Jo’s Monday walk : Serra do Topo to Fajá dos Cubros

Me again!  A little bit of explanation is probably necessary before we start our next walk.  One half of this couple was not all that keen to go to the Azores.  For one thing, he doesn’t like airports or flying.  There were 6 flights involved in this holiday.  Secondly, only one of us drives, and the other is, shall we say ‘inconsistent’, with navigating.  Yes, even with Google Maps.  It has led to the odd fracas on previous jaunts.  In the interests of harmony, we had agreed that on this holiday we would use taxis or public transport, and that he would not hire a car unless absolutely necessary.

As it happens, public transport is extremely limited on the islands, and taxi hire a perfectly reasonable and accepted alternative to driving on some of the more tricky roads.  So it was that a lovely lady named Zélia, with bright orange finger nails and a dazzling smile, was driving us to the top of the island of Sáo Jorge.  Think ‘very steep’.  We left our base in Velas on a beautiful sunny morning, but were dismayed to find that high up on the mountain the mists were swirling damply.  Zélia informed us, with a cheery smile, that this was often the case, but that it would be fine further down.  Then she drove off, promising to pick us up again at 5.30pm at our destination, leaving us looking at each other in dismay.  Neither of us were clothed for wet weather, but at least I had on sensible shoes.

Which I needed!  Peering ahead and hoping that the going would not get too hard, we edged gingerly into the mists.  It was a little slippery under foot and concentration was needed, but I felt elated to be up there.  We started out at a height of 700 metres, and dropped relentlessly to ground level.  Tough on the knees, but I have to say that I’ve never done a more spectacular walk.  As the cloud swirled around us, occasionally we would catch an encouraging glimpse of the sea, far below.

What fascinated though was the appearance of the shrubs and trees.  Living their lives shrouded in moisture, many were clad in a thick fungal moss.

As the mist cleared a little, we stopped to munch on a couple of biscuits and restore our equilibrium.  Nothing was familiar, from the rickety, roped-together gates, to the trees, sprouting unexpectedly.  And then I spotted my first hydrangea.

We had thought that we were alone on the trail, but voices alerted us to the fact that we were being followed.  And then, ahead of us on the path, Ma and Pa, and two calves.  All of us showed the parents the greatest respect, but they seemed very placid and not at all alarmed at human presence.  The calves were a little more skittish and took avoidance action.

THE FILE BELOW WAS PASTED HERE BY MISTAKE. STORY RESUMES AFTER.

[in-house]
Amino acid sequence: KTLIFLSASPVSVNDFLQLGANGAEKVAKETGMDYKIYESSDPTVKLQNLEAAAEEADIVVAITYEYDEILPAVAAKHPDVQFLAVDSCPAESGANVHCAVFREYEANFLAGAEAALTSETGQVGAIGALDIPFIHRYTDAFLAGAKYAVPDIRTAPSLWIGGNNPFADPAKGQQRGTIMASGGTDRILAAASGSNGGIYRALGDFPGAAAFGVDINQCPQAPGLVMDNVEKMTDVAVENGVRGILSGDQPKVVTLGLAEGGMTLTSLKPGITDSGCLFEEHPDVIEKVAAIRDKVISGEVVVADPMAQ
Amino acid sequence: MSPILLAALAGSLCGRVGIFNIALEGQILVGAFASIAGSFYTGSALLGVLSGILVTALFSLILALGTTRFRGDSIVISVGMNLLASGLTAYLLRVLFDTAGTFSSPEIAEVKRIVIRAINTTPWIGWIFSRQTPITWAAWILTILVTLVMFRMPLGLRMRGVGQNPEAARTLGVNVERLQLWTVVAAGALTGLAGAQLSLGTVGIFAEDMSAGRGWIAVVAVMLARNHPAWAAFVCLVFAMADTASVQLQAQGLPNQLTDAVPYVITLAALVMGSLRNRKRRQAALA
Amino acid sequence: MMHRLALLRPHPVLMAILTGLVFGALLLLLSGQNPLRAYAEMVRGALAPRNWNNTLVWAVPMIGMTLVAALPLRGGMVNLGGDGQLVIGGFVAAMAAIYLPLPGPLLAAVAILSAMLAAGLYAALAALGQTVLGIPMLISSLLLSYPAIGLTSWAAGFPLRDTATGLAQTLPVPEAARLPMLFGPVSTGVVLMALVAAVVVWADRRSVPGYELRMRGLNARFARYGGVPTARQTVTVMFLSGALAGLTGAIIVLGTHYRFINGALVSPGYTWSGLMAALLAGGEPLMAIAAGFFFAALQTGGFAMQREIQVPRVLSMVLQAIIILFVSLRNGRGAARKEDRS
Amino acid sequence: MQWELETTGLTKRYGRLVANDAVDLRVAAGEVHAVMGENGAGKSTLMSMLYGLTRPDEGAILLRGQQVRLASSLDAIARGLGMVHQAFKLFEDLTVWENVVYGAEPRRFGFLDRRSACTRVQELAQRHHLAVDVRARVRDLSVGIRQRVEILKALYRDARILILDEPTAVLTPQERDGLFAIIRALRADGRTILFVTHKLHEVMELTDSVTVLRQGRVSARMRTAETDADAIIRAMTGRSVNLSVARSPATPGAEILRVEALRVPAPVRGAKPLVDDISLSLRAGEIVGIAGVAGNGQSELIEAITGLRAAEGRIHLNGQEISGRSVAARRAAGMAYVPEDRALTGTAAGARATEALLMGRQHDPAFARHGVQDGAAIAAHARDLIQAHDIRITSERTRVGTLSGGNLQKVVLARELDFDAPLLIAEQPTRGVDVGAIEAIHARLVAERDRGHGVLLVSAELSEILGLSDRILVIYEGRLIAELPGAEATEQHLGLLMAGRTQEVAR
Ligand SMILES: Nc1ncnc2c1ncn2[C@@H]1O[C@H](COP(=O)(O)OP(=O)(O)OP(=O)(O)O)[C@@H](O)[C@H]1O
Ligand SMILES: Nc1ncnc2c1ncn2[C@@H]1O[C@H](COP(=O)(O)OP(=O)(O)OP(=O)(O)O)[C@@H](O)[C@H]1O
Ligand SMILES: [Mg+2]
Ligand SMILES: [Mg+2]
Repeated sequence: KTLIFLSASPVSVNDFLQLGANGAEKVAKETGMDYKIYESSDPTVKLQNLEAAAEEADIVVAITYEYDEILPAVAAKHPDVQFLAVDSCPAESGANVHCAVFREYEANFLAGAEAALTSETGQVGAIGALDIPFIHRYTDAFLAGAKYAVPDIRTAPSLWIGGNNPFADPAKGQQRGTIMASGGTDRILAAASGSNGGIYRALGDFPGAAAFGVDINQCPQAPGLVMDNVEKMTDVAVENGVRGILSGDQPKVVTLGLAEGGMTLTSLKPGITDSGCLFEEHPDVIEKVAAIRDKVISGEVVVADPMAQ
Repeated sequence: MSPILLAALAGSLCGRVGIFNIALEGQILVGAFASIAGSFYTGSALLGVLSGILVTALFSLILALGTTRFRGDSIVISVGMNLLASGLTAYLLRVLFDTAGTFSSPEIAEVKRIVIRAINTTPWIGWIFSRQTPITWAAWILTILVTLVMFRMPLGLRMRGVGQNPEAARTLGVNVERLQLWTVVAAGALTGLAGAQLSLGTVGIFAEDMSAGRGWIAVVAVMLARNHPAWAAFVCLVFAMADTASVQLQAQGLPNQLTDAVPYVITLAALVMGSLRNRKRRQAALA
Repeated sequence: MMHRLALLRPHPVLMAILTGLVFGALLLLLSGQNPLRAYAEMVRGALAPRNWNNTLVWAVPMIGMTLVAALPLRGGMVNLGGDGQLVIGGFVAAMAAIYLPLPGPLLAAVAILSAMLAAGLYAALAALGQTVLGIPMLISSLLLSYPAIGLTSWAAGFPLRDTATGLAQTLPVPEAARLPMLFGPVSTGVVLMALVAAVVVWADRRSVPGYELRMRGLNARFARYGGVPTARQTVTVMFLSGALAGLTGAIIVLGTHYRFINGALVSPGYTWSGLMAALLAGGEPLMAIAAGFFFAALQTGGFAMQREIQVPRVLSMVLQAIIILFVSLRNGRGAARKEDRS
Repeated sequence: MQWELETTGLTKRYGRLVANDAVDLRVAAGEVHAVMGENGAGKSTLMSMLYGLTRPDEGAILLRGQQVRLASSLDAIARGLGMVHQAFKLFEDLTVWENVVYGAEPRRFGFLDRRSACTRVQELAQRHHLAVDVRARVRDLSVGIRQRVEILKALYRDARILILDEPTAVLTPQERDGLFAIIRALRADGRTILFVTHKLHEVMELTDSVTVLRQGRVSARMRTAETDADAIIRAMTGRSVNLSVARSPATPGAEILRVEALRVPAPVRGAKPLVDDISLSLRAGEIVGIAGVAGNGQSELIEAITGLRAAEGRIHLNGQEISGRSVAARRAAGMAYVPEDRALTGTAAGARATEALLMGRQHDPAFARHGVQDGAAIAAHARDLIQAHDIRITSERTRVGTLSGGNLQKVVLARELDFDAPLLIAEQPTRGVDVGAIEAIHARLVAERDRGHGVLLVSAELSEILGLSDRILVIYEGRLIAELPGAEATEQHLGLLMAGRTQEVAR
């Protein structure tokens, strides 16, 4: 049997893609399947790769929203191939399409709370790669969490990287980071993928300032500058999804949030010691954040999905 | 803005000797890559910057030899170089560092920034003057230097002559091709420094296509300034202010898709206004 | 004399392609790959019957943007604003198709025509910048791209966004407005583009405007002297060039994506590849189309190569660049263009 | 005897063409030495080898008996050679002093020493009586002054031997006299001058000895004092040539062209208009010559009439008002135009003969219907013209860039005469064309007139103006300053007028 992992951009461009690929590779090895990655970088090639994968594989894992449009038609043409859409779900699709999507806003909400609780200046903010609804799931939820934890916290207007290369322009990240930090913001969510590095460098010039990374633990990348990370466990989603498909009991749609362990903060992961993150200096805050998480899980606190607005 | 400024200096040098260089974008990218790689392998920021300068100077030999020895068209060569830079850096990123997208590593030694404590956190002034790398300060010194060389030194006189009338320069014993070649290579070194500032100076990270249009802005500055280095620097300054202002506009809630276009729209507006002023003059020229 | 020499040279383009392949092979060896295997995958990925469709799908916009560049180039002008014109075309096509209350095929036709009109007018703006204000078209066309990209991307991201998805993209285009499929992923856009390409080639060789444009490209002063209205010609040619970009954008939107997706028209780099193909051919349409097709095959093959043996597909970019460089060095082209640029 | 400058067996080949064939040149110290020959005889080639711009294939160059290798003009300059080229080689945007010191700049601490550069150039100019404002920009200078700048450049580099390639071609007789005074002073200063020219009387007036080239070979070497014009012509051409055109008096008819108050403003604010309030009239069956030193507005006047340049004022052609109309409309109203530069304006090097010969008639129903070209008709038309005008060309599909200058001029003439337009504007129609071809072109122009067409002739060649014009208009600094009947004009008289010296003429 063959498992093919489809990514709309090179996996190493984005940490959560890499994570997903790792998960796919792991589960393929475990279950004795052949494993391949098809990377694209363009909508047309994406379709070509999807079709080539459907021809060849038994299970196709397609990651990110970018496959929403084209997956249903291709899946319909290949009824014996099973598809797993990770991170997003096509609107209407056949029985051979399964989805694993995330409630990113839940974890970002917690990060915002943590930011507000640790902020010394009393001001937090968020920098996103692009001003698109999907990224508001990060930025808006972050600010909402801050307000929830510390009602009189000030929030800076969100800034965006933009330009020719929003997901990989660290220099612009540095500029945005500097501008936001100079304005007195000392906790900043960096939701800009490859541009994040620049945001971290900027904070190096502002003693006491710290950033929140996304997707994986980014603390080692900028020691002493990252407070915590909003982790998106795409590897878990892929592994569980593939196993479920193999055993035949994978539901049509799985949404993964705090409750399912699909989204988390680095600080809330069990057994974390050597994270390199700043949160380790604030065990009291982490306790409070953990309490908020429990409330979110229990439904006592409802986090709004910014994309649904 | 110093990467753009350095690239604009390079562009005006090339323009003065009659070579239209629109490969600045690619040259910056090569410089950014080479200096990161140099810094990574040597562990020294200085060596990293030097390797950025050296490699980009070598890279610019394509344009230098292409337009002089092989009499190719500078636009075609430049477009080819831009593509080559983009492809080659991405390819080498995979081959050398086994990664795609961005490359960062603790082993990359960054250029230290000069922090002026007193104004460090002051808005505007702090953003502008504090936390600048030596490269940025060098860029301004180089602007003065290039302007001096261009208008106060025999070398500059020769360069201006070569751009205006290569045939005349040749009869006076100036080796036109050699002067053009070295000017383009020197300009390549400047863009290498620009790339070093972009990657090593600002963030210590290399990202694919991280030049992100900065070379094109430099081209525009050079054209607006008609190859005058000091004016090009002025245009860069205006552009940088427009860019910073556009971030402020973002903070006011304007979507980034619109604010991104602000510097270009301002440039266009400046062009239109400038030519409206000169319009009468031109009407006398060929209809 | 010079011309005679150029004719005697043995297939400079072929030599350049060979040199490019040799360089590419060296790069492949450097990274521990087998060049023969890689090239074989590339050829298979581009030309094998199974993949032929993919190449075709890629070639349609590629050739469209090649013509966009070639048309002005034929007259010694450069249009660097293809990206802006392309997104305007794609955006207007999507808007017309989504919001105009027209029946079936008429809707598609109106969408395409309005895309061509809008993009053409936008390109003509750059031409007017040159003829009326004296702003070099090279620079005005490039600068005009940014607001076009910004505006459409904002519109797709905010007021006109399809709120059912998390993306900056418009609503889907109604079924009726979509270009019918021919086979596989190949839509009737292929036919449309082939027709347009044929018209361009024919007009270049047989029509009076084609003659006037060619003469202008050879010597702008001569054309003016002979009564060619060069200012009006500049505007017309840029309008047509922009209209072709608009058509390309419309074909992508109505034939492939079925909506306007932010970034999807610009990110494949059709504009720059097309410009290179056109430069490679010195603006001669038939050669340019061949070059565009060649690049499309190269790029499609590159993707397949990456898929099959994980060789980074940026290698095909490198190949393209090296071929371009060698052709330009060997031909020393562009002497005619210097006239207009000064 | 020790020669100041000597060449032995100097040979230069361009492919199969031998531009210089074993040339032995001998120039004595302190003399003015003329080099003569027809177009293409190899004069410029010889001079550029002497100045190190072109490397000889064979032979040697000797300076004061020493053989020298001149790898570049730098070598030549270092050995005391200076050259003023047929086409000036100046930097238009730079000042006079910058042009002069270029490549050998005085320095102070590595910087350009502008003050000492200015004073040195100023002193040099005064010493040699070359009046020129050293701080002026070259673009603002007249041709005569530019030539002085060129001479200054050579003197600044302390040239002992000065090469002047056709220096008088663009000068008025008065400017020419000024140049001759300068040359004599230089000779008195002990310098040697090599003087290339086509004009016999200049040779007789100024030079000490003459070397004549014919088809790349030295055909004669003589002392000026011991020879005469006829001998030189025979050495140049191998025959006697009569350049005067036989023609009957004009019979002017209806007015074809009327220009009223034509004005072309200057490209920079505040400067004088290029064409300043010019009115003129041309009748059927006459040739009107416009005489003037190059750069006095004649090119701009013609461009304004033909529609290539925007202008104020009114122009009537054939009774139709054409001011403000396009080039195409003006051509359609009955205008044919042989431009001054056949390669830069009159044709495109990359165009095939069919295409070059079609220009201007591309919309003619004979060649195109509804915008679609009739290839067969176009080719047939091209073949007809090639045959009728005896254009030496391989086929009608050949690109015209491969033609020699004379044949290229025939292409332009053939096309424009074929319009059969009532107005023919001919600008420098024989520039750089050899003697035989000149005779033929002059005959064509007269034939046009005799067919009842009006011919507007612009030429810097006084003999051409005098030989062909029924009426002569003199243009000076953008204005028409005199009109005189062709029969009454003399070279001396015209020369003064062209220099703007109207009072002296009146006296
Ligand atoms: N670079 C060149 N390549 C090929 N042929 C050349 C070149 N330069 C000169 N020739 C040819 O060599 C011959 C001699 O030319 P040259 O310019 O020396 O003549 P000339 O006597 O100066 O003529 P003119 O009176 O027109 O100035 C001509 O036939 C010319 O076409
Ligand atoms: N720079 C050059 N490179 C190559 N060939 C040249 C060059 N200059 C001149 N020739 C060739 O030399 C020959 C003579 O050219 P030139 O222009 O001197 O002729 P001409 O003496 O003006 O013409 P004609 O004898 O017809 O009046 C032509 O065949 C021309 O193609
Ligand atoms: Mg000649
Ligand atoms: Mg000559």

We exchanged pleasantries with the couple, who we were to meet again, picnicking by a waterfall.  Hopefully the worst of the descent was behind us, and we could look forward to a first glimpse of Caldeira de Santo Cristo.  Meanwhile we could enjoy nature’s playground, marveling at the ginger lilies and an abundance of tiny pink pom-poms.

And then suddenly, there it was in the distance, and I was challenged as to which view was better, the one ahead, or behind.  What a landscape!

It must be at about this stage that my husband’s knee began to play up.  Timing, huh?  The impact of all that downhill.  We took it as slowly as we could, which wasn’t hard because the views were stunning, but you still needed to concentrate on your footing.

Just in time we reached the sanctuary of Santo Cristo.  The church wall was the ideal place to sit and admire the Fajá (low ground) and salt water lake, and munch another couple of biscuits.  Looking at the map, we realised that we had only completed half the walk, and our final destination was nowhere in sight.  We had lived with worse views!

Luckily we had plenty of time, but the remainder of the walk was not as flat as we could have hoped and I could feel my husband wince at every downward step, let alone the ups.  Fajá dos Cubros still seemed a long way off.

Fortunately there were distractions.  In places workmen were repairing the track, and at one point gestured for us to walk forward through a trench of what looked like newly poured concrete.  Naturally we proceeded with caution.  Elsewhere there were signs of slippage and a new bridge was under construction.  Winter storms had taken their usual toll.  Slowly and painfully we covered the last of the ground, and I don’t know which of us was more relieved to see the spire of Nossa Senhora de Lourdes.

I do know that it was wonderful to sit beneath the vines in that serene and lovely spot.  And who should be there but our nice French couple, eating icecream.  Seemed like a good idea, but first I had a glass of wine, while I listened to their story.

But I couldn’t leave it there!  With Mick sitting peacefully, I had to look at the lagoon at Fajá dos Cubros.  The stillness of the place was remarkable.  I don’t know when I have experienced anything like it.  Lava bridges separated the pools, and the light was starting to fade a little.  I was all alone, with this haunting, eery beauty.

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Just minutes later, Zélia collected us, full of apologies.  She runs a little cleaning business in addition to taxi-driving.  A cleaner had phoned in sick, and she’d had to cover for her, making her slightly late.  She more than compensated as she swept us back over the majestic mountain, chattering merrily, and stopping to let us look back down at the view.  What a day!  Should you be tempted, the 10km walk was PR01 SJO.

I don’t know if you’ll agree, but I think this is possibly the most beautiful walk I have ever undertaken.  I had half written the post when I came upon Ann-Christine’s Lens-Artists challenge for this week.  I know that she loves these islands as much as I do, and would like to dedicate this walk to her.  I think that there are just enough Trees.

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Sorry if this is a bit long-winded, (and no cake, Brian!) but it is such a powerful memory for me.  I’ve attempted to keep track of all the walks in my absence, but if I’ve missed anyone, I’m sorry.  Just give me a nudge.  Normal service resumed on Jo’s Monday walk.


You know when Debbie says casual amble, that it won’t be.  Anything but!  Another place that I love!

Casual amble around Cascais

It’s a beautiful part of the world, and even better with great weather.  Thanks, Margaret!

Moors and hills and rugged coast : walking Northumberland

Chihuly and Kew in the same sentence, with a little bit of whimsy from Geoff :

Forming a Disorderly Kew #Kewgardens #Dalechihuly

Janet takes us wandering in France.  You never know what you might find…

Monday walk…in Saint-Bresson

Monday walk…La Chapelle de Beauregard

There are still some places that I’m cross with myself for not seeing.  Natalie shares a few, here :

Croatia: Delightful Dalmation Coast

Sounds like a sitcom, but life with Jude is never that.  It’s more about sharing beauty :

The Lanes in May

If you go down to the woods today… you might well find Susanne  🙂